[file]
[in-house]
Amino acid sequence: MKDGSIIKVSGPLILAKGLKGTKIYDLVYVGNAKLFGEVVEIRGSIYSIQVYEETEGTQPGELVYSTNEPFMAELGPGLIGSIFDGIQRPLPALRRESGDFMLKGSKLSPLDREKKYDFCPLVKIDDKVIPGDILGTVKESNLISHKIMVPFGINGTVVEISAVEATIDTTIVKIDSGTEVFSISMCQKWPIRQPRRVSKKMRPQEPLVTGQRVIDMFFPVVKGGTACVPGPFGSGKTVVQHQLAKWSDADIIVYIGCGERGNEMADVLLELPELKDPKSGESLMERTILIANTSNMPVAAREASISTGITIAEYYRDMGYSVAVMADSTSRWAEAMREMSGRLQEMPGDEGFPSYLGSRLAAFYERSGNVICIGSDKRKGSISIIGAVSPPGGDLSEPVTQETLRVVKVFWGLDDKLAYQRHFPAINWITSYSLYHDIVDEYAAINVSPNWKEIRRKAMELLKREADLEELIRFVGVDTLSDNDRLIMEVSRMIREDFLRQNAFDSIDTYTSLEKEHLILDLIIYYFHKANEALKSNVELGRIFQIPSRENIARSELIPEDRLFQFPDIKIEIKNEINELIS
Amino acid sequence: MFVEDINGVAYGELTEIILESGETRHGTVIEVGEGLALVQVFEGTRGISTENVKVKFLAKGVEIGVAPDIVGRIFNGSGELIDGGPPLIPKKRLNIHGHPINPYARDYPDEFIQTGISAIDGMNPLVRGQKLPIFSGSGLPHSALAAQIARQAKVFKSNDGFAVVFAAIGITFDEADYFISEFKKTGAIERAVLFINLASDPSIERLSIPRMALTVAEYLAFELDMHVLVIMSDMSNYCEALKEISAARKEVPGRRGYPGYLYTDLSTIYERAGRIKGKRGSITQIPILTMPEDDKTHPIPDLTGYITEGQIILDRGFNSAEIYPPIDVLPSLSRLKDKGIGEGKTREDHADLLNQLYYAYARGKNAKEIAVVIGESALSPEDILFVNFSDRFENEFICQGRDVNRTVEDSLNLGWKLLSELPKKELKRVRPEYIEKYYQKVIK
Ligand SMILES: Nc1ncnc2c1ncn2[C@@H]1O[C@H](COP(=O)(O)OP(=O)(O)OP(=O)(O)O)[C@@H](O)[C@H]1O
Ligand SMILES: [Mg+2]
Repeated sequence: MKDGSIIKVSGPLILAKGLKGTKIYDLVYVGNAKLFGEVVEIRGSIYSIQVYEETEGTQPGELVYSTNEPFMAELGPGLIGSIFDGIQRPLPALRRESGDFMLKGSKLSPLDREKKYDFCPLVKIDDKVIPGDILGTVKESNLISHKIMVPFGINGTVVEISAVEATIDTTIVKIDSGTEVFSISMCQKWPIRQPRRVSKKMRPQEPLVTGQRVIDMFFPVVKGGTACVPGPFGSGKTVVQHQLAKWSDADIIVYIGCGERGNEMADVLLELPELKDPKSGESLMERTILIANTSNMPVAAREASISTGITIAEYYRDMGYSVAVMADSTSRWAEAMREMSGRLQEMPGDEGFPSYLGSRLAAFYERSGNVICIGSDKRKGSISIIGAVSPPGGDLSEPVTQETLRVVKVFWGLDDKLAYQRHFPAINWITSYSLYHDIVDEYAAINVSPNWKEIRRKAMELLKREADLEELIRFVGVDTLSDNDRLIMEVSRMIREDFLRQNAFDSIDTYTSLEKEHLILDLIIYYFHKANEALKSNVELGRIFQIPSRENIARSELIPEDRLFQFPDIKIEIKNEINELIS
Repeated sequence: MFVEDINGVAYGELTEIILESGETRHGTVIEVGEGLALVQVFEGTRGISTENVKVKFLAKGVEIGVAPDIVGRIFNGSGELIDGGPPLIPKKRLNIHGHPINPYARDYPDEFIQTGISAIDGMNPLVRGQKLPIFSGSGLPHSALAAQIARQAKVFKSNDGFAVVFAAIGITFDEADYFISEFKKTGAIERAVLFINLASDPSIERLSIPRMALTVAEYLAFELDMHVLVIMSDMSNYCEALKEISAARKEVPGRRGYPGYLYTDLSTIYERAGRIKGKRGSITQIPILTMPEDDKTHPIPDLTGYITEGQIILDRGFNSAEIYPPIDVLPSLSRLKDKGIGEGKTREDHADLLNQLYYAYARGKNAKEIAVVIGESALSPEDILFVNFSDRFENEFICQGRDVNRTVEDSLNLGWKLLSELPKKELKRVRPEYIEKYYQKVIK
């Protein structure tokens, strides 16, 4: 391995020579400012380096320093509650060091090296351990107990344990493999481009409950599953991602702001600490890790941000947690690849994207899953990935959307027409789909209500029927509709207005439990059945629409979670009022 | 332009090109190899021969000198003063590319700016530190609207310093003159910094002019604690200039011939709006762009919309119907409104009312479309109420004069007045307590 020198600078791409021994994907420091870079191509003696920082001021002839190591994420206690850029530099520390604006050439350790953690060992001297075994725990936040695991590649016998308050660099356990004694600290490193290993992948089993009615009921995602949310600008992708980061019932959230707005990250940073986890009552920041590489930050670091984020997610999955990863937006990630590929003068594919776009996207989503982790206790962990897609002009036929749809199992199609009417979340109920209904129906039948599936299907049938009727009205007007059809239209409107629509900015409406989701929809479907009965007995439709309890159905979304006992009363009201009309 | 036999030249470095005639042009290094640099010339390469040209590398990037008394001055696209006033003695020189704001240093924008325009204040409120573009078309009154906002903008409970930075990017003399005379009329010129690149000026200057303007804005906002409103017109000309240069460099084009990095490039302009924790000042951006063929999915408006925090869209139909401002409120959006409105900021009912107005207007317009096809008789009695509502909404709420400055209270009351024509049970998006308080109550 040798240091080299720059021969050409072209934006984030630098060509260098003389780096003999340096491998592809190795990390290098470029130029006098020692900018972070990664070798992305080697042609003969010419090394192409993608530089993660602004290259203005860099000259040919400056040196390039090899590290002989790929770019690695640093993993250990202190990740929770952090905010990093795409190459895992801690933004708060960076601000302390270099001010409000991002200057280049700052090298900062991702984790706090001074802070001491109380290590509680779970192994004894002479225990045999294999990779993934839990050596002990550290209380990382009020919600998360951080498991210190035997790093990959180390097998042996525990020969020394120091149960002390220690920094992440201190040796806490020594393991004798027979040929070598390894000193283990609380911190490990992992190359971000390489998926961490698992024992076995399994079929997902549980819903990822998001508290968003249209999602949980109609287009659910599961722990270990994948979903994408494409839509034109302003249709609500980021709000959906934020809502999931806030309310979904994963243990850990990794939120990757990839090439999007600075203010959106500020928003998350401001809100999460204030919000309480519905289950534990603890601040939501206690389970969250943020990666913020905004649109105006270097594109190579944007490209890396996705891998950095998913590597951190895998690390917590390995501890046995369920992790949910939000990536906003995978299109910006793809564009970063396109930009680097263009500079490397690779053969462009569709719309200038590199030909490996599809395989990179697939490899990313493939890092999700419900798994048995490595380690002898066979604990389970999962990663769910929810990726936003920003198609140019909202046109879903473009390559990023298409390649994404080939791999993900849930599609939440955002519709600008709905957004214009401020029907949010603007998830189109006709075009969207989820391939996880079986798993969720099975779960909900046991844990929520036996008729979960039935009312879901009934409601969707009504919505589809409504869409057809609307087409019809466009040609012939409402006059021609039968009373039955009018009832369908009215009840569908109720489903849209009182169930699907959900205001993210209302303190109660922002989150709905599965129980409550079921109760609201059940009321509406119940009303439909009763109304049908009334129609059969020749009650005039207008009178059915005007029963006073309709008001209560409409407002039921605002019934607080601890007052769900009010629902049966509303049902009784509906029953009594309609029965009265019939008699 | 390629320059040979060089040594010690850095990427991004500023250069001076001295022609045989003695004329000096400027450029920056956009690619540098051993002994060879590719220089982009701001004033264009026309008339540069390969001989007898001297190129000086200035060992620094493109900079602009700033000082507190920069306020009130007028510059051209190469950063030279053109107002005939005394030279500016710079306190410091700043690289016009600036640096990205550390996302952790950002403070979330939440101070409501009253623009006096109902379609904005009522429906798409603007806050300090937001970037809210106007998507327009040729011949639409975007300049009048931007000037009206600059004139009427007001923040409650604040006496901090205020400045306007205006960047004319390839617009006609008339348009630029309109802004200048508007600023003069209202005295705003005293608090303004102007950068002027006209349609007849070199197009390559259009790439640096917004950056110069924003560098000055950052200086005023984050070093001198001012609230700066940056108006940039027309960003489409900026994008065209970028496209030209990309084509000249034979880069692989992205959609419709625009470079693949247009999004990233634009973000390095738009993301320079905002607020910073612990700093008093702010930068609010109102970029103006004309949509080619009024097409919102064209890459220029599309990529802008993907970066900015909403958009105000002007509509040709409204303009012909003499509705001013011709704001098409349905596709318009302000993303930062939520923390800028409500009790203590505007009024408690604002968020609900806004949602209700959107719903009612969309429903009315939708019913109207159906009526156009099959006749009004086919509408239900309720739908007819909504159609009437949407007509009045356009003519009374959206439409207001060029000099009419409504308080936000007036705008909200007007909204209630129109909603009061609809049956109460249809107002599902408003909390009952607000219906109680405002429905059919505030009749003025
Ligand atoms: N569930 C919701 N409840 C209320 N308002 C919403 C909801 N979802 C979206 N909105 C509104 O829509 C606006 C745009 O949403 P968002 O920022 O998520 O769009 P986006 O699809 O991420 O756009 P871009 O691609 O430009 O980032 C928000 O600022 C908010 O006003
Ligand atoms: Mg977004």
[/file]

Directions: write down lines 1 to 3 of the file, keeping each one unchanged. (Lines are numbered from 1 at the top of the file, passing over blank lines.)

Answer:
[in-house]
Amino acid sequence: MKDGSIIKVSGPLILAKGLKGTKIYDLVYVGNAKLFGEVVEIRGSIYSIQVYEETEGTQPGELVYSTNEPFMAELGPGLIGSIFDGIQRPLPALRRESGDFMLKGSKLSPLDREKKYDFCPLVKIDDKVIPGDILGTVKESNLISHKIMVPFGINGTVVEISAVEATIDTTIVKIDSGTEVFSISMCQKWPIRQPRRVSKKMRPQEPLVTGQRVIDMFFPVVKGGTACVPGPFGSGKTVVQHQLAKWSDADIIVYIGCGERGNEMADVLLELPELKDPKSGESLMERTILIANTSNMPVAAREASISTGITIAEYYRDMGYSVAVMADSTSRWAEAMREMSGRLQEMPGDEGFPSYLGSRLAAFYERSGNVICIGSDKRKGSISIIGAVSPPGGDLSEPVTQETLRVVKVFWGLDDKLAYQRHFPAINWITSYSLYHDIVDEYAAINVSPNWKEIRRKAMELLKREADLEELIRFVGVDTLSDNDRLIMEVSRMIREDFLRQNAFDSIDTYTSLEKEHLILDLIIYYFHKANEALKSNVELGRIFQIPSRENIARSELIPEDRLFQFPDIKIEIKNEINELIS
Amino acid sequence: MFVEDINGVAYGELTEIILESGETRHGTVIEVGEGLALVQVFEGTRGISTENVKVKFLAKGVEIGVAPDIVGRIFNGSGELIDGGPPLIPKKRLNIHGHPINPYARDYPDEFIQTGISAIDGMNPLVRGQKLPIFSGSGLPHSALAAQIARQAKVFKSNDGFAVVFAAIGITFDEADYFISEFKKTGAIERAVLFINLASDPSIERLSIPRMALTVAEYLAFELDMHVLVIMSDMSNYCEALKEISAARKEVPGRRGYPGYLYTDLSTIYERAGRIKGKRGSITQIPILTMPEDDKTHPIPDLTGYITEGQIILDRGFNSAEIYPPIDVLPSLSRLKDKGIGEGKTREDHADLLNQLYYAYARGKNAKEIAVVIGESALSPEDILFVNFSDRFENEFICQGRDVNRTVEDSLNLGWKLLSELPKKELKRVRPEYIEKYYQKVIK